The other night, Rosanna and I were walking through Capitol Hill after Beer && Code when we saw three crushed cars on the street next to the fire station. I took a picture, and was about to post it online and ask the internet if anyone knew what was going on when Rosanna spotted a fireman sitting outside the station and we stopped to ask him if he knew what was up with those cars.
Andy, the fireman, looked up, flashed us a friendly grin, and said, “we destroyed them!” I must have looked confused, because he continued to explain. Apparently the fire station had just hired a new recruit, and they were running training exercises to teach him how to rescue people from crashed cars. They’d tear up the car and pry open the metal to get people out.
“Wanna see the jaws of life?” he asked.
Excitedly, we said yes. He had us go around to the front of the station where he rolled up one of the big garage doors, revealing a whole fleet of shiny red firetrucks, all armed with heavy ladders and hoses and fire extinguishing equipment. He walked us into the station to the side of the longest truck (76 feet, he later said), lifted a flap on the side and pulled out a shelf of heavy duty car demolition equipment. He hefted each one out of the truck and happily explained the function of each of the tools. The tools included a heavy duty saw for cutting through the frame of a car, some sort of hydraulic tool for pulling the dashboard back when the driver is stuck between the steering wheel, and the Jaws of Life, the intimidating looking pair of pliers that’s inserted into the side of a car and splits it wide open. “Wanna hold it?” he asked, passing me the biggest power tool I’ve ever held. It was heavy but not unmanageable, weighing about the same as one of the big bags of rice from the Asian supermarkets.
We kept asking questions and Andy kept telling us more about his job, and how the fire station operated. There are always people on site, 24/7, he told us. This particular fire station serviced the are of Capitol Hill 13 blocks in all directions. He then brought us farther back into the station to show us how such a long truck could maneuver around tiny streets in Seattle. The very back of the truck had another seat with a steering wheel. He described how the back-seat driver would communicate with the front through an intercom in order to co-steer and turn around tight corners. “Climb on up!” he insisted, all the while continuing to talk about the awesome truck. The back seat felt really tall, and there was an awesome view of the ladder running all the way down the length of the truck. He also mentioned that there was a pressure sensor in the back-driver’s seat that prevents the truck from moving if it’s not engaged. This ensures that the front driver won’t drive off unless the rear driver is there as well. He joked that you’d need at least two drivers to steal a fire truck this large.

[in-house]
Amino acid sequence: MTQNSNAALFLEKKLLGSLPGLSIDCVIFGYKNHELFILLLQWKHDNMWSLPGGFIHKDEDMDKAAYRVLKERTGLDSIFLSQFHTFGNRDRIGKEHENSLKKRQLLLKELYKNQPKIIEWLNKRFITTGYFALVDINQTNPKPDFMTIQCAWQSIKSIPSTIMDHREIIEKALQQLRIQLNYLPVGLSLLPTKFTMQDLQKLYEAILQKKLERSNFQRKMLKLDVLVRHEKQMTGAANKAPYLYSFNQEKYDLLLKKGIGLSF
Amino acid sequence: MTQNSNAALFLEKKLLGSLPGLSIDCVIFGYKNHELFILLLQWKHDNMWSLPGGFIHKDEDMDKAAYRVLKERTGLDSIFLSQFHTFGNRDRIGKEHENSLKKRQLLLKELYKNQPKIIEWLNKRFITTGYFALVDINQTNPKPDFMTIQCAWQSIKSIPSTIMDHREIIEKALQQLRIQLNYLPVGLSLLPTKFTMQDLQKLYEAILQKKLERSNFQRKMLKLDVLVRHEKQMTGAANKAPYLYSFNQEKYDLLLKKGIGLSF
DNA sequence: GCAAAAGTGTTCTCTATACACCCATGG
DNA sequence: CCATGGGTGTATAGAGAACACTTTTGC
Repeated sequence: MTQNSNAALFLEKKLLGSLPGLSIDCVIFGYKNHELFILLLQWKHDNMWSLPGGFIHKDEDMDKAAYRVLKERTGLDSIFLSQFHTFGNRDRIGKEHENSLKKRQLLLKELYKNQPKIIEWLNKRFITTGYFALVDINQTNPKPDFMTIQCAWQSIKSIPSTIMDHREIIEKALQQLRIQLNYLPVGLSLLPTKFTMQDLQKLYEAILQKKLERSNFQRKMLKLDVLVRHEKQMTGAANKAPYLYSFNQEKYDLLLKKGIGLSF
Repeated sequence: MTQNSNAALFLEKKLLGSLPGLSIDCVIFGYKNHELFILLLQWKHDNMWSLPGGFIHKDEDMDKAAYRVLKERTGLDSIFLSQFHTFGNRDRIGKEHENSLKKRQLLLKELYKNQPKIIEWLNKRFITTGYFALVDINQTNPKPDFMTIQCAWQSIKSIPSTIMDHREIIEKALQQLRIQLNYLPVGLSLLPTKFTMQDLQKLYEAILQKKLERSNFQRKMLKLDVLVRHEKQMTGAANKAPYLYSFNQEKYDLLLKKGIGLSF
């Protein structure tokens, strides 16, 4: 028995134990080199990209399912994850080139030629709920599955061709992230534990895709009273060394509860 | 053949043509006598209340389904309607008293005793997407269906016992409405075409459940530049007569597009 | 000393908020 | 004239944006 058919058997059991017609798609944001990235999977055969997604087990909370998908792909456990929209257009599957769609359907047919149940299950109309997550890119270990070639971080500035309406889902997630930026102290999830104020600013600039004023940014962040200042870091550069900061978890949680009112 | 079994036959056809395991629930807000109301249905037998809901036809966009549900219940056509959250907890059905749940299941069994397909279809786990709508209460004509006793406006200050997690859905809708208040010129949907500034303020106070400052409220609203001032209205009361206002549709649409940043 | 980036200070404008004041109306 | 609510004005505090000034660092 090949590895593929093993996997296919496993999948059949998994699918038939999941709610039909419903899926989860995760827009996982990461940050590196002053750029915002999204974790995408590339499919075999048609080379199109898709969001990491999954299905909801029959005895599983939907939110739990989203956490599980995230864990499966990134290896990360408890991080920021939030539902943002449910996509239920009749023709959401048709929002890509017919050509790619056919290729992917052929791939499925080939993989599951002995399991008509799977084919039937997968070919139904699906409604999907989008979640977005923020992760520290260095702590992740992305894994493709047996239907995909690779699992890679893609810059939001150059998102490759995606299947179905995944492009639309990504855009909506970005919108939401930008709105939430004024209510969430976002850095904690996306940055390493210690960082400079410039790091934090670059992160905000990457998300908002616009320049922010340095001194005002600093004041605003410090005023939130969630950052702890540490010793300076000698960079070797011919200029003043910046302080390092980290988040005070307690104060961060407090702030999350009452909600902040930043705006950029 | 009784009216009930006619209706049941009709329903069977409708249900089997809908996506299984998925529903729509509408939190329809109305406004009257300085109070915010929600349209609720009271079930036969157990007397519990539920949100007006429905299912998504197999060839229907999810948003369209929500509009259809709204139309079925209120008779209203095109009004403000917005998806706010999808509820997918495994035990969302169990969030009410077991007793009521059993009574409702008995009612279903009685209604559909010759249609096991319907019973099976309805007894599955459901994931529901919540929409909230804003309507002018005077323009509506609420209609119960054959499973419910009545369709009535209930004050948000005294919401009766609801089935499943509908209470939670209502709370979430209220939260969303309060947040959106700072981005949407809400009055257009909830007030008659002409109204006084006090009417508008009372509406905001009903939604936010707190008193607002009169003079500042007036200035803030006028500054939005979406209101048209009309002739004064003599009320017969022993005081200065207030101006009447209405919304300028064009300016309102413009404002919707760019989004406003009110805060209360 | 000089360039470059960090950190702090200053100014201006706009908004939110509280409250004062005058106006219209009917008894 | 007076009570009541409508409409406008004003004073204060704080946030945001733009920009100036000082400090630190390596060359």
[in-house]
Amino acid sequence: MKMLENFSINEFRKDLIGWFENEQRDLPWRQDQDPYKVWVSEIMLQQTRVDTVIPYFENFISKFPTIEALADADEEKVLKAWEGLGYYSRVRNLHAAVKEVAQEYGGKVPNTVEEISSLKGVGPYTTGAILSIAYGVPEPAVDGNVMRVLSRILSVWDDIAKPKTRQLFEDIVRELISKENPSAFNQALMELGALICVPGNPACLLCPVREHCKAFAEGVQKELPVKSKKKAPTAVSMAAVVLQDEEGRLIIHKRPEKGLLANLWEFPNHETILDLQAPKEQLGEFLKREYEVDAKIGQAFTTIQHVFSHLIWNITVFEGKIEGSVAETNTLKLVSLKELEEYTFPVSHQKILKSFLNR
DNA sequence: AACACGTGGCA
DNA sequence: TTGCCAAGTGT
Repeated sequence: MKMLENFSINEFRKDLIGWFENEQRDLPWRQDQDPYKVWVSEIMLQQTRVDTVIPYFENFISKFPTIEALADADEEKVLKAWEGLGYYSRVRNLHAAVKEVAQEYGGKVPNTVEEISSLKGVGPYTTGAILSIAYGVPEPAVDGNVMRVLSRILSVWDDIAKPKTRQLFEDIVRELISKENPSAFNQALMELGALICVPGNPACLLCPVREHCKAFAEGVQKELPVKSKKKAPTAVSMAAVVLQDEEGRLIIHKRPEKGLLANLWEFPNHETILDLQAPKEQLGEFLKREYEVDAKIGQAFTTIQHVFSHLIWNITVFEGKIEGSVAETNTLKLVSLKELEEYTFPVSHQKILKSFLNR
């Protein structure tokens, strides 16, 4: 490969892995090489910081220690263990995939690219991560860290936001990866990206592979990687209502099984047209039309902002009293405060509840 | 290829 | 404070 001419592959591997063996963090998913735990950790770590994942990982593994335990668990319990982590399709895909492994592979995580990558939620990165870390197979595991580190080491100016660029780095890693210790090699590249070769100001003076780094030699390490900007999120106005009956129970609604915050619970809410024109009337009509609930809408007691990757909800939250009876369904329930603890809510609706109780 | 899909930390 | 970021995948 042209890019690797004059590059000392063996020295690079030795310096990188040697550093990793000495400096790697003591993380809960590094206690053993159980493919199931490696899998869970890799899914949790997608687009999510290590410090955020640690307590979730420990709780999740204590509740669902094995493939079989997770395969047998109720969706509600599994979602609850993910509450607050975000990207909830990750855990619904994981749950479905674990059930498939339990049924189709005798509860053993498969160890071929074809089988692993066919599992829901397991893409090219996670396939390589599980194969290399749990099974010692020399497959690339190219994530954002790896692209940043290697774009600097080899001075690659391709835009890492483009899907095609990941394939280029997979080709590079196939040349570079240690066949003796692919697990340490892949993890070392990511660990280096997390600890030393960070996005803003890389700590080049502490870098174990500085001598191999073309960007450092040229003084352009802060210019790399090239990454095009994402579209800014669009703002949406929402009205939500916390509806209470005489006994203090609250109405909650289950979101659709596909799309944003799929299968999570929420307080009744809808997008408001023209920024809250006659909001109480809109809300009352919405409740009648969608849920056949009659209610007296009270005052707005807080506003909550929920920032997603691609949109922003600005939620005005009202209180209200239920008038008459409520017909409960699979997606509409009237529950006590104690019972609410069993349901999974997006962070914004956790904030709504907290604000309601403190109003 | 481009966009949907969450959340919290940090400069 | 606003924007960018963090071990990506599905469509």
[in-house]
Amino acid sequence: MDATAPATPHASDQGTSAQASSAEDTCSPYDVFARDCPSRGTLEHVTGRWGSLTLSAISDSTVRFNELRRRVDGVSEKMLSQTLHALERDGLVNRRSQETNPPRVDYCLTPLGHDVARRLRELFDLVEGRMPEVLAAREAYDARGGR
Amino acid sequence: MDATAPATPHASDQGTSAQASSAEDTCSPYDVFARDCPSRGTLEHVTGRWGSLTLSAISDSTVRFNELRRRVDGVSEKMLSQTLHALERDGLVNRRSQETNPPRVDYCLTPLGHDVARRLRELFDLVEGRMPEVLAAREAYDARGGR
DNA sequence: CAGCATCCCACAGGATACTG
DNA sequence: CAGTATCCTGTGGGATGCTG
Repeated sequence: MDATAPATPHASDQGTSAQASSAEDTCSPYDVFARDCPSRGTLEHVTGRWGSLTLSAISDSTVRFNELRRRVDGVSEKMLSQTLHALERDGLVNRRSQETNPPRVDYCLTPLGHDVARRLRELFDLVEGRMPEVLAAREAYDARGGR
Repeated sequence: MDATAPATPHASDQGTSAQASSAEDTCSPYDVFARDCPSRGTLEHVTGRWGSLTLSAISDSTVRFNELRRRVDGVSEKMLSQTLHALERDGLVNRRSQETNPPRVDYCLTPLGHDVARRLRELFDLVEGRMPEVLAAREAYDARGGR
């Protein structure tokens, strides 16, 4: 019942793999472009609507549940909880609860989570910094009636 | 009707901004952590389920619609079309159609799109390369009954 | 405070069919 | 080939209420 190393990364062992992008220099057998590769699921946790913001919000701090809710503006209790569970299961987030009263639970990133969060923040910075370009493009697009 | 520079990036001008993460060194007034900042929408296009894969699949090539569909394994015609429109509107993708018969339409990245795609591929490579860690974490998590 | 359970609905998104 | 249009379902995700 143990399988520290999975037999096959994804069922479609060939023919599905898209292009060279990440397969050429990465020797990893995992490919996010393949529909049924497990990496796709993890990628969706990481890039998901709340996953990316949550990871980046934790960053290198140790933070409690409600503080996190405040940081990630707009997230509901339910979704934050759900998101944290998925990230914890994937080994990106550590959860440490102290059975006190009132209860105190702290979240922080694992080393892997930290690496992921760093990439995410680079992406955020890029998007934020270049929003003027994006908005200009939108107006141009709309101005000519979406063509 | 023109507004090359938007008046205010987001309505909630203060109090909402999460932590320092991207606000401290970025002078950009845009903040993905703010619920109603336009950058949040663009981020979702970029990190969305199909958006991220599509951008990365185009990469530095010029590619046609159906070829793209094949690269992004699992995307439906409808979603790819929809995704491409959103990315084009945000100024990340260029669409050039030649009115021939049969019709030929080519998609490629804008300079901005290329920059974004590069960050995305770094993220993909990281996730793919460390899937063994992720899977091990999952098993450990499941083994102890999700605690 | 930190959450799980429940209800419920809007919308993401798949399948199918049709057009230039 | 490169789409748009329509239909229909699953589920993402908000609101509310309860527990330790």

Andy then took us to the front of the truck and let us peek in as well. Besides the drivers and front passenger seats, there were four more seats directly behind them for more firemen in case of an emergency. The cab of the truck was so large that I could stand up straight and still had a lot of headroom. The front passenger seat had a mounted computer screen (which I noticed was running Microsoft Windows) for displaying 911 calls as they came in, and a map for displaying the location of all the firetrucks in Seattle.
Just as he was showing us the map, a call came in for a medic, and two more firemen came out and hopped in the medical truck to drive off. “Check it out,” Andy said, “you can see them traveling to 14th and Harrison on the map here.” The map in the ladder truck displayed a marker on the map and we could see it moving along the street as the medic truck drove off, sirens blaring.
It was such an amazing experience, getting to tour the fire station like that, and so unexpectedly. Andy was wonderful, taking care to explain all the details of his job and how things operated there. I could tell that he loves his job. He explained that he loved educating the public about all the great tools and methods they used for rescuing people from fires. I asked if there was a lot of waiting involved with the job, but he said no. His fire station alone gets 11,000 calls annually, and just for a 13 block radius!
We thanked him for his time, and left happy knowing that Capitol Hill is in good hands.